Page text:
Physiological variation of retinal layer thickness is not caused by hydration: A randomised trial

L.J. Balk, T. Oberwahrenbrock, B.M.J. Uitdehaag, A.F.S. Petzold

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There is evidence for physiological variation of retinal thicknesses as determined by optical coherence tomography (OCT). We tested if such changes could be explained by hydration and would exceed what may be expected from normal ageing. Subjects (n = 26) of a previous study were re-assessed and were randomised to 3 groups of a hydration escalation trial (no hydration, 1 × hydration, 2 × hydration). Automated retinal layer segmentations were performed for the macular retinal nerve fibre layer (RNFL), ganglion cell layer (GCL), inner plexiform layer (IPL), inner nuclear layer (INL), outer plexiform layer (OPL) and outer nuclear layer (ONL). The averaged volumes were calculated for the central foveola, 3 mm and 6 mm circles of the ETDRS grid. Following oral hydration there were no significant differences of retinal layer thicknesses between the three randomised groups in any of the ETDRS regions at any time-point. Ageing related changes were significant over an 18 month period for the GCL. The negative outcome of this trial implies that, until the causes for the observed variation are resolved, investigators may need to accept, and include into trial power calculations, a small degree of variation (< 1%) of quantitative SD-OCT imaging either due to human physiology or instrument/software related factors. © 2014 Elsevier B.V.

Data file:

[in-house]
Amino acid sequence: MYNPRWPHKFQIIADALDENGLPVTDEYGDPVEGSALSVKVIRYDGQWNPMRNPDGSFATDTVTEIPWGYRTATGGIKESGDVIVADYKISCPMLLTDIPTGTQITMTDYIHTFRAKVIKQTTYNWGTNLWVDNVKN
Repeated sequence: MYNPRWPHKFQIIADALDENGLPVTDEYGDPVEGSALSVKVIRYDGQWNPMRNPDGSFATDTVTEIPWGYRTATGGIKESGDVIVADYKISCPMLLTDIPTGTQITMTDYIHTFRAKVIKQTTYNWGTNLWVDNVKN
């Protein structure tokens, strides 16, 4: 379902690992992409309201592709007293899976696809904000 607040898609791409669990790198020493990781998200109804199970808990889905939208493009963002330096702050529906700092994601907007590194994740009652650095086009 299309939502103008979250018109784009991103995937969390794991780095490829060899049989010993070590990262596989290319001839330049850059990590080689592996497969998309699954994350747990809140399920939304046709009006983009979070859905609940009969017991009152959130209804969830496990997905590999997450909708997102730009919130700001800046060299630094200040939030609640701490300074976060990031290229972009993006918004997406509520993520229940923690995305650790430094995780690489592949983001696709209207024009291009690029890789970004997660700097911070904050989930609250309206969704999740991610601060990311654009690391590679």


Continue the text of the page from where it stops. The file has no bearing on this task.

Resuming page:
Original languageEnglish
Pages (from-to)88-93
JournalJournal of the neurological sciences
Issue number1-2
Publication statusPublished - 2014

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